Bremerton testing plan to put cameras on cops

Bremerton testing plan to put cameras on cops »Play Video
BREMERTON, Wash. -- Bremerton is the latest Washington city to consider outfitting is officers with body worn cameras.

Police chief Steve Strachan says the department will receive two of Axom Body cameras made by Taser International for a summerlong trial.

If deemed successful by the Bremerton City Council, Strachan will ask the city to by 60 for his uniformed officers. Each camera can cost between $300 and $500, depending on the accessories and cloud-based data storage.

"There's good strong support and research that shows it will make the public safer and officers safer so we should be paying allot to this," Strachan said.

He believes it will provide better protection for both his officers and the public in general.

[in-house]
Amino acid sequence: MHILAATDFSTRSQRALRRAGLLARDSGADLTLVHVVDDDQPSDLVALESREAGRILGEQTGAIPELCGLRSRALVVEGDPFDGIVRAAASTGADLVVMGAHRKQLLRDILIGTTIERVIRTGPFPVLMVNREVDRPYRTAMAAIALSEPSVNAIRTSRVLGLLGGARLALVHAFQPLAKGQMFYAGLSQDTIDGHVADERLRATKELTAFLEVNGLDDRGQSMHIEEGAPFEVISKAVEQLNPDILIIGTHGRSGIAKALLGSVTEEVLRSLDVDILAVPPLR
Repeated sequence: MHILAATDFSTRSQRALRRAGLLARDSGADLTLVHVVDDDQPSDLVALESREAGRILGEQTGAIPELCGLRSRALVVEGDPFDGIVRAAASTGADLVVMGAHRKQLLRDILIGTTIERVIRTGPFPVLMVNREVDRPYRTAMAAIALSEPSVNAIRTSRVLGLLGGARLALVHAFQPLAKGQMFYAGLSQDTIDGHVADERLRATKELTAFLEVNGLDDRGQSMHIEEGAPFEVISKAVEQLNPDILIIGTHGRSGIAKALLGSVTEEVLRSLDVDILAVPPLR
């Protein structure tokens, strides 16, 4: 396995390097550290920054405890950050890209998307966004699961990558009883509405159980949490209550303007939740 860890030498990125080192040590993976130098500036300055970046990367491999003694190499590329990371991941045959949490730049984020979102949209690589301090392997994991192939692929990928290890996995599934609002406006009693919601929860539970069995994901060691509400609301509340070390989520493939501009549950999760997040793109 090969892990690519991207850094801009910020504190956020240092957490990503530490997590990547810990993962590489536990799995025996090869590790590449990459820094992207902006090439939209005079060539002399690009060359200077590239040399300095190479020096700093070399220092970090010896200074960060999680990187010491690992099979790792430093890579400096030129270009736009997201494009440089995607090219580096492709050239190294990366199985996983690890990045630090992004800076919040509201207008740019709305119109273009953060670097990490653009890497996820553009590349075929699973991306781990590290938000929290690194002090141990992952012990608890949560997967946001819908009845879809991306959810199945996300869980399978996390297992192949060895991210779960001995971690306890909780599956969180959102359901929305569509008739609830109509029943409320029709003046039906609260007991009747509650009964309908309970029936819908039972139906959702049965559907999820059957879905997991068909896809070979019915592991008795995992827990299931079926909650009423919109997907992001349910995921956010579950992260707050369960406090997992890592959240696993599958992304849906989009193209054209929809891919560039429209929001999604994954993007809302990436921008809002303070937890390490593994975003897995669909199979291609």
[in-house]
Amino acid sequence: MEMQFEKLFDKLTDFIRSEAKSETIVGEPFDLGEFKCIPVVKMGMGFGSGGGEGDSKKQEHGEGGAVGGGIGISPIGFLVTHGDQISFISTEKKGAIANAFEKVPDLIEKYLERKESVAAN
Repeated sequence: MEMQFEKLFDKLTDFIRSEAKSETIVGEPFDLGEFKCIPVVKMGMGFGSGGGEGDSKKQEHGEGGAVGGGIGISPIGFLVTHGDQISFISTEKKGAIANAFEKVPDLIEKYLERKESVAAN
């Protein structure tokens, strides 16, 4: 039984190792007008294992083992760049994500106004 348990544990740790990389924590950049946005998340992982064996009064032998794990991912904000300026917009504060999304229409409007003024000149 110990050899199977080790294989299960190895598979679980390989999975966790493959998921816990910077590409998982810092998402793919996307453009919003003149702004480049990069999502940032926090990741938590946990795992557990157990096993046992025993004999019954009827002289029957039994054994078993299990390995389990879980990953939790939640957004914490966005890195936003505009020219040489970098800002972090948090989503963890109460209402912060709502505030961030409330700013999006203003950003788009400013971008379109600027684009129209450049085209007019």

"You can make the argument that officers behave differently, but people who they come in contact with also act differently when they know when there's video evidence of what they are doing," he said.

The cameras can record an entire 8-hour shift if the officer decides to leave in on the entire time. Officers must let people they come in contact with know that they are being recorded. Policies regarding when an officer can turn it on or off, and what to do if a person refuses to be video have not been established.

"We haven't had those policies its exactly what we are developing now," Strachan said.

Poulsbo has outfitted its 14 officers since November with the same Axom Body cameras.

"The number of complaints on officers is down, the evidence from the prosecutor is up, (and there is) better quality evidence, but I think the officers are excited about using them because it protects them as well," said Poulsbo Police Chief Al Townsend.

Sargent Andy Pate says his staff is still working out some technical bugs but so far has only positive reviews. He admits that when he turns his camera on, he acts differently.

"I thinks its part of human nature when you know you are being recorded," Pate said. " I've witness that out in the field, people act differently when they know they've being recorded."